American Biologists Visiting Cuba to Study Orchids

havana-live-wild orchides 002HAVANA, Jan. 16th American biologists are also taking advantage of the restored diplomatic relations between the U.S. and Cuba to study plants and animals. One of the ongoing programs is the preservation of different orchid species found in Cuba that used to be present in Florida.

Members of the Florida Department of Environmental Protection and Florida Fish and Wildlife Service are working with several Cuban botanists to help gather seeds of these orchids and be sent back to the U.S. From there, the orchid seeds will be grown inside a laboratory before the adult plants are transferred in the Fakahatchee Strand State Preserve Park, where they will repopulate naturally.

Many botanical experts are calling the 85,000-acre park in Collier County, Florida the orchid capital of America because it is home to about 120 species of orchids. It used to have a great number of orchid populations, but poaching and urbanization caused some of the species to be extinct.

“They are committed to working with us, so it’s just a matter of finding plants that have seed capsules. We’ve gotten seed capsules from three of the four, but only two of them have grown in the lab,” Dennis Giardina of the Florida Fish and Wildlife Service said.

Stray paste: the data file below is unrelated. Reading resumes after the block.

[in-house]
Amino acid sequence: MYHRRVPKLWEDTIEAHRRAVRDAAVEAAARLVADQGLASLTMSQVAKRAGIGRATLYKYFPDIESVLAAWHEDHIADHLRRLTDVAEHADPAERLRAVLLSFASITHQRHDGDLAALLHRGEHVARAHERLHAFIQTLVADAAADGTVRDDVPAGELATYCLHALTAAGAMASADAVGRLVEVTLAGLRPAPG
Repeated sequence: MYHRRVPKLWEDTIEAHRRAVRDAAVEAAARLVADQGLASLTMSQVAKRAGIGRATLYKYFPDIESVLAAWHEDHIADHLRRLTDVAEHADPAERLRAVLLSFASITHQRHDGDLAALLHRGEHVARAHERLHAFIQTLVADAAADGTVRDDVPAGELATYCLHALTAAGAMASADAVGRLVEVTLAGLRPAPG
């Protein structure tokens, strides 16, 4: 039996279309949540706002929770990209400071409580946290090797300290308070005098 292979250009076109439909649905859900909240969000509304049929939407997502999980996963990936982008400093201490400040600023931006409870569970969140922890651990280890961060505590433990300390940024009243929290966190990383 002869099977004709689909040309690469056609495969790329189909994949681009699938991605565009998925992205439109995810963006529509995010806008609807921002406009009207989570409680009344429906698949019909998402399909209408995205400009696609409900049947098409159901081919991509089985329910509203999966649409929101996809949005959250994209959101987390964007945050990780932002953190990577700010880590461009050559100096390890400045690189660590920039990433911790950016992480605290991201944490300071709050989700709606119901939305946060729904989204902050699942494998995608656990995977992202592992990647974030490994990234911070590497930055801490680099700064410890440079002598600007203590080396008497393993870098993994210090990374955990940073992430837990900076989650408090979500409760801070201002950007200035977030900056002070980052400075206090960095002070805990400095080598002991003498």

Illinois College also signed a collaboration agreement with two Cuban institutions last week after a successful research trip in Guanahacabibes National Park earlier this month about rare ghost orchids and vampire and pallid bats, per the school’s official website. The University of Pinar del Rio and the Soroa Botanical Garden are known for their research on orchids and bats.

“This is an exciting time for Illinois College. This collaboration with these two highly regarded academic institutions in Cuba will provide a unique cultural and learning experience for our students,” school President Barbara Farley said.

“Our goal is to give IC students the opportunity to conduct research in Cuba as well as work with Cuban researchers here in the United States. Specifically, this endeavor will start by giving faculty and students from the biology department an opportunity to work with Cuban counterpart,” Illinois College’s Professor of Modern Languages Steven Gardner added.

The talks of a research collaboration started when Biology professor and orchid expert Lawrence Zettler met Cuban orchid specialist Ernesto Mújica at a conference in Ecuador back in 2012. Zettler is proud that Illinois College is the first academic institution to form an agreement with Cuba and added that many more American colleges and universities will soon follow their footsteps.